Beats on Pointe
Reviewed – 21st May 2019
“All credit must go to the dancers, for their talent and unflagging energy, but ultimately this is an unremarkable evening”
Beats on Pointe is described in the press release as ‘an electric fusion of street dance and ballet’, but ballet enthusiasts will be disappointed, as it is heavy on the street dance, with only the most cursory nod to pretty basic ballet choreography. And, disappointingly, ballet is mostly signified in this show by girls (and one boy) in tutus. Brodie Chesher is the performatively camp ballet boy (and crowd favourite incidentally) and it seemed a shame that his role here was so restricted, as there were fleeting moments which hinted at a grace and physical truthfulness denied him in this unashamedly commercial show.
Athough Beats on Pointe is predominantly a street dance showcase, there are also moments of comedy, beatboxing and drumming; there is even some singing (an ill-thought out and completely out of place duet). It is a weird mish-mash of a show, tonally uneven, and seems unsure of who it has been designed for. The comedy moments are pretty cringe-inducing and by and large were met with awkward silence last night, other than the delighted giggles of the very youngest audience members – although the teenage girls were brought on board later by the bizarre twerk-off, in which the two performers were costumed as pensioners, lumme lawks what a hoot! These moments conspire to give Beats on Pointe a slightly retro feel, and there is more than a whiff of the old-fashioned variety show here.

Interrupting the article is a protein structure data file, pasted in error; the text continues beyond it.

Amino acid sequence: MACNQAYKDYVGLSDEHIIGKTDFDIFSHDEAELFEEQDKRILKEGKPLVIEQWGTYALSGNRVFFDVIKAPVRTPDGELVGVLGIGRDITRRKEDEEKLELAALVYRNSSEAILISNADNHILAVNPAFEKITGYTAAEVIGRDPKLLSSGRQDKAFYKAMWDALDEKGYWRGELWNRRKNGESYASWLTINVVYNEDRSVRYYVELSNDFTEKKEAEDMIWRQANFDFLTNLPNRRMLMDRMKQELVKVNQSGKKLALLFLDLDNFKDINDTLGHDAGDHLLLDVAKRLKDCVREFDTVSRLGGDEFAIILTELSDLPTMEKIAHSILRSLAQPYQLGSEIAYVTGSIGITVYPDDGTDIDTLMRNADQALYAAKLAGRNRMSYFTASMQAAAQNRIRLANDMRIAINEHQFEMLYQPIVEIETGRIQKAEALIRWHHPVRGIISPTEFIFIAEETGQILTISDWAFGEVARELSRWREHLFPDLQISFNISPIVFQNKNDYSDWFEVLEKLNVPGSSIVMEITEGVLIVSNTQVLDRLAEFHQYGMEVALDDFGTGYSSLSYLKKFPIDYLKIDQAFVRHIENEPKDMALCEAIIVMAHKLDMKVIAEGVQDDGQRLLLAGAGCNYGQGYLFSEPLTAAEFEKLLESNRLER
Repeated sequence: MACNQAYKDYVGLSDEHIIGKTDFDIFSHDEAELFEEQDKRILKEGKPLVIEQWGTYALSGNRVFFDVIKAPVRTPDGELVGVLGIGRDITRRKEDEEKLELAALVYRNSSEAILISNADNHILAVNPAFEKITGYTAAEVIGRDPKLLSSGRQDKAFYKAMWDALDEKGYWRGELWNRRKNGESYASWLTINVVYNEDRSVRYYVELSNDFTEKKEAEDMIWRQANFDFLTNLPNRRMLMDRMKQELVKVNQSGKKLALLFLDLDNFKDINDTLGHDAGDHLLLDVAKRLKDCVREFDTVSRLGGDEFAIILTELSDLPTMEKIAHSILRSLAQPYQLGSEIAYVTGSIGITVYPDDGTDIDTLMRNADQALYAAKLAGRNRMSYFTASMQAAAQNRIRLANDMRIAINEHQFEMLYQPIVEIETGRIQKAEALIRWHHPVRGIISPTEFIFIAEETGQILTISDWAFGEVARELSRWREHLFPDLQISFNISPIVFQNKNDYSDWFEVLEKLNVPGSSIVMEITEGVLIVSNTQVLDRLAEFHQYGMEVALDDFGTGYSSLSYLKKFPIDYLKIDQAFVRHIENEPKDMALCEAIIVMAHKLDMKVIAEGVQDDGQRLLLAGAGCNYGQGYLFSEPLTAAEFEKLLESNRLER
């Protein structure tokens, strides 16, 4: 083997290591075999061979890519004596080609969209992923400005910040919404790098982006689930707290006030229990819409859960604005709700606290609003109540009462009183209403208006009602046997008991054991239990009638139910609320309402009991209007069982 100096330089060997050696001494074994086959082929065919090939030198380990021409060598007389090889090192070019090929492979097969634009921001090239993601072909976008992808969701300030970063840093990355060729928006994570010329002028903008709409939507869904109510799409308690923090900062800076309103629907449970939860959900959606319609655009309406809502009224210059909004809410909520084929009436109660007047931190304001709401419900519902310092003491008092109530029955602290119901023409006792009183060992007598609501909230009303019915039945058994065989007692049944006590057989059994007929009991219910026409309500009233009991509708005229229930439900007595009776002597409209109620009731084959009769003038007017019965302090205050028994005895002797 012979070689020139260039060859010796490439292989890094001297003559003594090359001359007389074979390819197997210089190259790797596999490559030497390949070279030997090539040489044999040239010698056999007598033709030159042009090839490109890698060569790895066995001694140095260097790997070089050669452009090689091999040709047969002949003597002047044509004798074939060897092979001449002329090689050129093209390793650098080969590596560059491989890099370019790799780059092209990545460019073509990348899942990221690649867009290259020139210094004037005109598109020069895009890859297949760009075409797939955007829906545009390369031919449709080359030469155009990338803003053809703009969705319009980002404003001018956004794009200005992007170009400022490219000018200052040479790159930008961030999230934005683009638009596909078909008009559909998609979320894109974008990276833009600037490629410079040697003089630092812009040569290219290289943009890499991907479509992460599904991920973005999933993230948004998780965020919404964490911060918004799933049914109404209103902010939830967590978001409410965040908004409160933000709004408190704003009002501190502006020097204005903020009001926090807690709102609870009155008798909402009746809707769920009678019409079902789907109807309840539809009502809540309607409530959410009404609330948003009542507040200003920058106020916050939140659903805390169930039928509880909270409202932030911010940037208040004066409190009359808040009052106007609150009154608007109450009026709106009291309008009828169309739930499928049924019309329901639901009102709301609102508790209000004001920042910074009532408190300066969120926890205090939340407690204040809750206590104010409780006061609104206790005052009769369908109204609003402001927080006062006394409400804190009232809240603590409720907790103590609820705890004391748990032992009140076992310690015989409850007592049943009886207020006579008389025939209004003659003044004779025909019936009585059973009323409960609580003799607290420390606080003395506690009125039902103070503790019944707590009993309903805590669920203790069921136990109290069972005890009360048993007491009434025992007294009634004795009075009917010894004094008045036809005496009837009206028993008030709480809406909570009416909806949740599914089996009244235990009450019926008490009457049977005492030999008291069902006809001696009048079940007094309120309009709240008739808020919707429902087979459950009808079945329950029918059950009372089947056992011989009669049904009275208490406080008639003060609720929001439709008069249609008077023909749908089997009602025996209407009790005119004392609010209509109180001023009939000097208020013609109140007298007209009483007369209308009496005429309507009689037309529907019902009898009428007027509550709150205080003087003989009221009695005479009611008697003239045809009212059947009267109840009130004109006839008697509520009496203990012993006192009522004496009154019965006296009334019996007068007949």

All of these things could perhaps be forgiven if the street dance was as exciting as it can be at the highest level, but, despite the skill, stamina and athleticism of all the dancers throughout this incredibly demanding two hour show, they, and we, were continually let down by the choreography, which was repetitive in the extreme. Oriana Siew-Kim and Burak Cagin were notable for their attitude and attack, but, again, as with Brodie Chesher on the ballet side of things, felt trapped in these safe routines, which wouldn’t have been out of place on a cruise. The soundtrack played it safe and retro too – Chaka Khan, Michael Jackson and big hits like Uptown Funk and Pharrell Williams’ Happy, with a bit of Eminem thrown in for good measure. All credit must go to the dancers, for their talent and unflagging energy, but ultimately this is an unremarkable evening. As is so often the case, ‘something for everyone’ ends up meaning ‘nothing to write home about’.
Reviewed by Rebecca Crankshaw
Beats on Pointe
Peacock Theatre until 16th June
Previously reviewed at this venue: